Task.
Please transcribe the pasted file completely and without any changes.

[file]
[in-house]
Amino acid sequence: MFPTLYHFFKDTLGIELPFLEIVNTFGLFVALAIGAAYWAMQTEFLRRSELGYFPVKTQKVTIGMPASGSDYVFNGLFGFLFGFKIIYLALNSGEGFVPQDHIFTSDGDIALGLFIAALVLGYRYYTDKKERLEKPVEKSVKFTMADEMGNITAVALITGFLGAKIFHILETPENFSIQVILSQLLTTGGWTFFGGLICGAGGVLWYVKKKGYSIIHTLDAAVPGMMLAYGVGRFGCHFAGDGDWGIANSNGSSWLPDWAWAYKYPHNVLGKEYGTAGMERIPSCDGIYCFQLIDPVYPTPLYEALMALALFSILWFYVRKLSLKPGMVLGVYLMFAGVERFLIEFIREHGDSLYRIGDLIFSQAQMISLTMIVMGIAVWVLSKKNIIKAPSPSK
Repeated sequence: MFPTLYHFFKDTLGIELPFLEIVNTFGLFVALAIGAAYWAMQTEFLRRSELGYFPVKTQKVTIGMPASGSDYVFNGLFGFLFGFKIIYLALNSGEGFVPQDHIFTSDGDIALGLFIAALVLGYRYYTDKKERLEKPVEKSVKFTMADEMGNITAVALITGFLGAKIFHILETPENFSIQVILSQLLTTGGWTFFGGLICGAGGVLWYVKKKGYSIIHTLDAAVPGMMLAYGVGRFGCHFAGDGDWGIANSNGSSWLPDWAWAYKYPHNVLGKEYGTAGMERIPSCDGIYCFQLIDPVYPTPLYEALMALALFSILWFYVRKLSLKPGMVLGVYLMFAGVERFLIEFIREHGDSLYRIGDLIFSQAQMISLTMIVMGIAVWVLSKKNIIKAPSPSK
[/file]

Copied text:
[in-house]
Amino acid sequence: MFPTLYHFFKDTLGIELPFLEIVNTFGLFVALAIGAAYWAMQTEFLRRSELGYFPVKTQKVTIGMPASGSDYVFNGLFGFLFGFKIIYLALNSGEGFVPQDHIFTSDGDIALGLFIAALVLGYRYYTDKKERLEKPVEKSVKFTMADEMGNITAVALITGFLGAKIFHILETPENFSIQVILSQLLTTGGWTFFGGLICGAGGVLWYVKKKGYSIIHTLDAAVPGMMLAYGVGRFGCHFAGDGDWGIANSNGSSWLPDWAWAYKYPHNVLGKEYGTAGMERIPSCDGIYCFQLIDPVYPTPLYEALMALALFSILWFYVRKLSLKPGMVLGVYLMFAGVERFLIEFIREHGDSLYRIGDLIFSQAQMISLTMIVMGIAVWVLSKKNIIKAPSPSK
Repeated sequence: MFPTLYHFFKDTLGIELPFLEIVNTFGLFVALAIGAAYWAMQTEFLRRSELGYFPVKTQKVTIGMPASGSDYVFNGLFGFLFGFKIIYLALNSGEGFVPQDHIFTSDGDIALGLFIAALVLGYRYYTDKKERLEKPVEKSVKFTMADEMGNITAVALITGFLGAKIFHILETPENFSIQVILSQLLTTGGWTFFGGLICGAGGVLWYVKKKGYSIIHTLDAAVPGMMLAYGVGRFGCHFAGDGDWGIANSNGSSWLPDWAWAYKYPHNVLGKEYGTAGMERIPSCDGIYCFQLIDPVYPTPLYEALMALALFSILWFYVRKLSLKPGMVLGVYLMFAGVERFLIEFIREHGDSLYRIGDLIFSQAQMISLTMIVMGIAVWVLSKKNIIKAPSPSK